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Blood cancer solidarity

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Peter Mitchell |  25 February 2013

Final Straw

Our future was a sky sprinkled with daisy stars.
Sitting on the Murwillumbah XPT homeward bound,
eyes tremble, tears water-fall dry skin,

choking breath as if a swimmer gasping for air.
Was it the explosion of your troubled dreams?
Were your five knuckle arpeggios the last straw?

Through the night, a chaos of dreams: halo of purple
storm clouds, sweet talk as barbed wire, roses powder
to dust. Legs are tight knots of muscle.

With morning, considerations of independence, of being single
content the light. Legs become supple stretches in a cool, free skin.
A white care cruises a straight freeway, open windows winnow the past.

 

Bandit Country

1.
Some symptoms of illness are bandit country:
_________sudden intrusions into our lives,
the treasures of
____citizenship stolen,
__________ruddy health shimmied away.

Life margins tumble and slide
_________as night lives with day and day night.

Bodies wither, legs are twigs.
_________Dreams snag on thorns.

Our lives are
____borderless,
____envelopes in the post with no address.

2.
Stick figures stand at crossroads in frayed dusk.
Coloured flags point north
_____________and south
_____________and east
_____________and west,
all points on the compass benign,
_______________without judgement.

From nor nor east, words suddenly appear,
____fly through thin air,
____vowels and consonants as wingtips
____feather our closed eyes.

Our eyes open,
____word storms smother bandit country
____in black-on-white.
Diagnostic words return memory of sky,
____solace of light.

Our envelopes are posted abroad.

 

Bonds

A lymphoma brings affiliation: disquieting
fears as bedfellows. One, a doppelganger head —
Mars-sunset eyes deep sunk, prune wrinkled hide,

cheek bones protruding like clenched fists,
hovers above the bed of respite. In the silence,
this fellow-feeling fissures the lines of my ordinary features.

The chemical triad: Epirubicin, Vincristine and
Prednisolone are calligraphies rewriting cells and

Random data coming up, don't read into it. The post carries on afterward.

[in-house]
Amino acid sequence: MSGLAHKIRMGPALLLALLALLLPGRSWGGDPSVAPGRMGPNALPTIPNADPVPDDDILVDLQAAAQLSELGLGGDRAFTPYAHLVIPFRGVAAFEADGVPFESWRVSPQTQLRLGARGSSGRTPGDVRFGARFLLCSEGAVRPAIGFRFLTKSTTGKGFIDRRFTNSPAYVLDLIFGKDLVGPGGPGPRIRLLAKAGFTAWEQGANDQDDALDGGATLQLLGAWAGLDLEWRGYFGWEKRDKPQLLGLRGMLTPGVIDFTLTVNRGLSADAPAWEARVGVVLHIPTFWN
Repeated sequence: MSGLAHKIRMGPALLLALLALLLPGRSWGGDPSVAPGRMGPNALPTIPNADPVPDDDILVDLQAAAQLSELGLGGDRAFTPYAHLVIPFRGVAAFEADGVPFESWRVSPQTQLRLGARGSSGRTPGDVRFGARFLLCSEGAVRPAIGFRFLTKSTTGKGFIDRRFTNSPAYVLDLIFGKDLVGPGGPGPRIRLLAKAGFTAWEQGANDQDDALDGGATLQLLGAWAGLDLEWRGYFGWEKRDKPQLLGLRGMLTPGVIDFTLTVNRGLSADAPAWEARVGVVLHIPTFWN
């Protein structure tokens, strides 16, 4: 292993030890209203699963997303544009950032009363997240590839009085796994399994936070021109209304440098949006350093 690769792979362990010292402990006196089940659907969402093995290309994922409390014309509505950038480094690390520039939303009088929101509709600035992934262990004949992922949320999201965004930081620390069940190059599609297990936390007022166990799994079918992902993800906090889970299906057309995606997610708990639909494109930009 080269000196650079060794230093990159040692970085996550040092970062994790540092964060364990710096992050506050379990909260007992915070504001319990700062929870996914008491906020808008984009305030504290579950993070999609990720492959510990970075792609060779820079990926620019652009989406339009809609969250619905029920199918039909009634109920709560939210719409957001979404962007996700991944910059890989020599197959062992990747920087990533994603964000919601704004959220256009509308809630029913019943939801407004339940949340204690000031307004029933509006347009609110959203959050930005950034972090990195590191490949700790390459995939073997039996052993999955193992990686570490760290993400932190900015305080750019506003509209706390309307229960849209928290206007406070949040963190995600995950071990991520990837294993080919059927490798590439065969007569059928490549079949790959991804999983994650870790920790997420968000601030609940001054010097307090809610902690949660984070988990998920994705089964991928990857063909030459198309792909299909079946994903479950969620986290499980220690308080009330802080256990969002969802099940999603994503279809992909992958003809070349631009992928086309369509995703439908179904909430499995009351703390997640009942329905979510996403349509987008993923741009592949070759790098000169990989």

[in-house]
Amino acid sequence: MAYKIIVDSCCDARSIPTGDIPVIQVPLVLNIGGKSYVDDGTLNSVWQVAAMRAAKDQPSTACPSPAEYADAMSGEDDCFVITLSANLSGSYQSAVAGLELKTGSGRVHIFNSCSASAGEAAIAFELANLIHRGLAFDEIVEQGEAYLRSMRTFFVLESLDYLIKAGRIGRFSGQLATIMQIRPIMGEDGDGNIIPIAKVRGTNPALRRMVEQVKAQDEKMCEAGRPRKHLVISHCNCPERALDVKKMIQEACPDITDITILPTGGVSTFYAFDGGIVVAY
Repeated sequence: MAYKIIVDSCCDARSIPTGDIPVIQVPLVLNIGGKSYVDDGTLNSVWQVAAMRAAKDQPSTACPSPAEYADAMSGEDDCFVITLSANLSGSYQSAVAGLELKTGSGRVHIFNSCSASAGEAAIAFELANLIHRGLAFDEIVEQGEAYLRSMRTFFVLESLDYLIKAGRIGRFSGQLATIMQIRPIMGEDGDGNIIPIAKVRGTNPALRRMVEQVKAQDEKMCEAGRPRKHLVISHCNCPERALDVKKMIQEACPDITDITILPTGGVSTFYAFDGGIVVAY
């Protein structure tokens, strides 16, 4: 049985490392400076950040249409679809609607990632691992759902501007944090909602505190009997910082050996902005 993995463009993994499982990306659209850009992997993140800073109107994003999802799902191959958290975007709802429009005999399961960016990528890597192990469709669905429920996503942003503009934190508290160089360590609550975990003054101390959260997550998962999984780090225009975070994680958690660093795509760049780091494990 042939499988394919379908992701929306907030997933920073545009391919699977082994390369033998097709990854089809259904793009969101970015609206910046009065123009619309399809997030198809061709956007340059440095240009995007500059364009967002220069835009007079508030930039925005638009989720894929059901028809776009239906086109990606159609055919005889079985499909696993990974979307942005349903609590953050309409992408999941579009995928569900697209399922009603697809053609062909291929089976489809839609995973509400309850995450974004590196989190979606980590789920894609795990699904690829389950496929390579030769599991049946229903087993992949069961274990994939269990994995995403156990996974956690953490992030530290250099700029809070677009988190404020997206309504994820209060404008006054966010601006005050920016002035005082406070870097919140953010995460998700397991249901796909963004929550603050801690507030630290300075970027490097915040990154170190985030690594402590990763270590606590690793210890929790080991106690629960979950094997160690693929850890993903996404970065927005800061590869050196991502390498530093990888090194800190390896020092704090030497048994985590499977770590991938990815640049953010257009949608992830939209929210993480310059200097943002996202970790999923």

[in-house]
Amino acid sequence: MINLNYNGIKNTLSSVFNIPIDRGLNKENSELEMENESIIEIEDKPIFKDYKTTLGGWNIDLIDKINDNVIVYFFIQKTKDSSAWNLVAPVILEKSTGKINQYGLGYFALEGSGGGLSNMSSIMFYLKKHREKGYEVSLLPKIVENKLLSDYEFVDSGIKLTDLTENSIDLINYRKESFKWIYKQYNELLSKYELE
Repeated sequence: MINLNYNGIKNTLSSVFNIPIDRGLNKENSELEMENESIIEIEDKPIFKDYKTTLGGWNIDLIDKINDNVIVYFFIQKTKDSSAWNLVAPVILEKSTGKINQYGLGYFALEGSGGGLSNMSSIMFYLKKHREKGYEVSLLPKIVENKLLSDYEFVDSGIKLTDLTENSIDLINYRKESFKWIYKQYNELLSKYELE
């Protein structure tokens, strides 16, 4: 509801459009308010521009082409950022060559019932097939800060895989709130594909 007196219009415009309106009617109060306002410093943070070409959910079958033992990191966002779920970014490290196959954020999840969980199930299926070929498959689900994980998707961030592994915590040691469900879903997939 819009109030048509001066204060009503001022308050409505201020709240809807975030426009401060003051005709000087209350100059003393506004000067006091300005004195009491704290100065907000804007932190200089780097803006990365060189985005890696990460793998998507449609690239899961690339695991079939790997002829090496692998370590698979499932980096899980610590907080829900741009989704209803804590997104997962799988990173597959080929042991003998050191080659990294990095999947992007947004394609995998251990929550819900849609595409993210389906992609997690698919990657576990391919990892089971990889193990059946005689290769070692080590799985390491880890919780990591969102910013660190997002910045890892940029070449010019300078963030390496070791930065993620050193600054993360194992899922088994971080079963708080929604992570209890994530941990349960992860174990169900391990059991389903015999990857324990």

DNA strands with recombinant healing.

The hologram dissolves to the high blue nothing.
My heart shines with golden flowers
as these blooms adhere the known world. 


Peter Mitchell headshotPeter Mitchell lives in the Rainbow Region of NSW, writing poetry, short fiction, memoir, literary criticism and a range of journalism. His collection of poetry, The Scarlet Moment (Picaro Press) was published in 2009. 


 


Peter Mitchell


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Now this is poetry! It has that dimension which separates the poet from the writer of contrived, masquerading prose ('prose poetry') and from the structured rhymer. I recall that John Keats, as a young resident doctor at Guys hospital in London, interrupted his roommate with,"I have written a line - 'A beautiful thing is a constant joy'. "Yes", his friend replied without enthusiasm. A little later Keats again interrupted his friend. "What then of this?' A thing of beauty is a joy forever, its lovliness increases, it will not pass into nothingness. "Now that,Keats", his friend replied, "will last forever." Such is the mark of the poet. Thank you Eureka Street for publishing what is, to me, real poetry written by a true rather than a confected poet. I will have to read more of this bloke, Peter Mitchell.

john frawley 26 February 2013

My husband died of leukaemia. How this resonated!

Helena Sweeney 26 February 2013

Reading this, and other poems by Peter Mitchell today, for the first time, has changed the tempo of my day. It has interrupted routine with reflection and taken me to places outside my office, a few of them ones where I'd rather not be. But all the same, I'm glad I took the trip as my brain feels clearer; I'm looking through different lens now for a while. I'm recommending folks read Peter's poem called Robinson Lookout Lismore and the one called Stone. Together with these treasures, it's been an amazing, and unexpected, interlude in my workday. Thank you.

Melanie James 09 October 2014

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